NASHVILLE, Tenn. (TSU News Service) – Tennessee State University students had the opportunity to learn about the document that created a new government 200 years ago when the University paused September 17 to commemorate the drafting of the U.S. Constitution.
Gathering in Kean Hall, more than 1,000 students listened to readings on the day set aside every year to commemorate the creation and signing of the supreme law of the land, and to honor and celebrate the privileges and responsibilities of U.S. citizenship for both native-born and naturalized citizens.
Lauren Thomas, vice president of the Student Government Association, gave a brief recap of the history of the significance of the day and events that led to the signing of the Constitution.
“You are probably asking yourself questions such as what is Constitution Day and why do we celebrate it,” she told those in attendance. “It’s because in the summer of 1787, delegates convened in Philadelphia to create “a more perfect union” and to craft the country’s constitution. They worked to develop a framework that would provide balance and freedom, taking into account federal and state interests, as well as individual human rights.”
She went on to explain about the push for a national celebration to mark the historic signing, such as “I am an American Day,” created by Congress in 1940, and the presidential proclamation in 1956 to make September 17-23 of each year as “Constitution Week.”
“I hope people take away an understanding that the Constitution is not just a piece of history, but it’s this living document which, despite its birth over 200 years ago, still plays an integral role in our everyday lives,” said the Mass Communications major. “As we move forward as a country we need to have a deeper and stronger understanding of that historic document.”
The event was also a time not only for students to reflect on the significance of the signing of the document, but one for the entire University to take a moment and reflect on the importance of knowing all of the different rights afforded to us by the U.S. Constitution, said Dr. John Cade, interim vice president for Enrollment Management and Student Support Services.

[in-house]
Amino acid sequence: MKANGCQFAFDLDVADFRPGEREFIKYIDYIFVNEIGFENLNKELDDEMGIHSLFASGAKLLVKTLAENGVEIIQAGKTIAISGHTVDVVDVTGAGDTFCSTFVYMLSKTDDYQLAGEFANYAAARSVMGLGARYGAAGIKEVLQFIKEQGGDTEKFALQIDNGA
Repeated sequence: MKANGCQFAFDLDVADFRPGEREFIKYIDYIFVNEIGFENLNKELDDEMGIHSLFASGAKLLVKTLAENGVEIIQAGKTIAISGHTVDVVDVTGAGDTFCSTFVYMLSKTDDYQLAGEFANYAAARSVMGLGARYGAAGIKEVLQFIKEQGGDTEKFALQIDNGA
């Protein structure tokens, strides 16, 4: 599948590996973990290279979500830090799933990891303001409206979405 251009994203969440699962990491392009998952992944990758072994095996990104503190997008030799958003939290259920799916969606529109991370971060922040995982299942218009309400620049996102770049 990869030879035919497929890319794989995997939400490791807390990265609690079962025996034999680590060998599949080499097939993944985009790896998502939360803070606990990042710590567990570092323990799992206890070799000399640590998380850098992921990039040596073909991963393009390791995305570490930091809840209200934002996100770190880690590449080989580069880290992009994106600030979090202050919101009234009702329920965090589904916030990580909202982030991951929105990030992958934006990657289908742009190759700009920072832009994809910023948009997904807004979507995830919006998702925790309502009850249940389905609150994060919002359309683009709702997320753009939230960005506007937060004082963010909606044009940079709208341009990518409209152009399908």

“Recognition of Constitution Day serves an opportunity for students, faculty, and staff to celebrate and appreciate, why we celebrate this momentous day in the history of the United States of American,” Cade said.
This event was part of Constitution Day, which is celebrated annually on September 17—the day the United States Constitution was signed in 1787, officially establishing the government of the United States.
In late 2004, Senator Robert Byrd (D-W. Virginia) passed legislation requiring that all schools, colleges and agencies receiving Federal funds offer annual educational programming involving the Constitution of the United States on Constitution Day, September 17, the anniversary of the day the framers signed the document.
Constitution Day is observed by spotlighting historic events, influential people and the document itself. The purpose of this event was to encourage the TSU community to continue learning and appreciating the living document.
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With nearly 9,000 students, Tennessee State University is Nashville’s only public university, and is a comprehensive, urban, co-educational, land-grant university offering 42 undergraduate, 24 graduate and seven doctoral programs. TSU has earned a top 20 ranking for Historically Black Colleges and Universities according to U.S. News and World Report, and rated as one of the top universities in the country by Washington Monthly for social mobility, research and community service. Founded in 1912, Tennessee State University celebrated 100 years in Nashville during 2012. Visit the University online at tnstate.edu.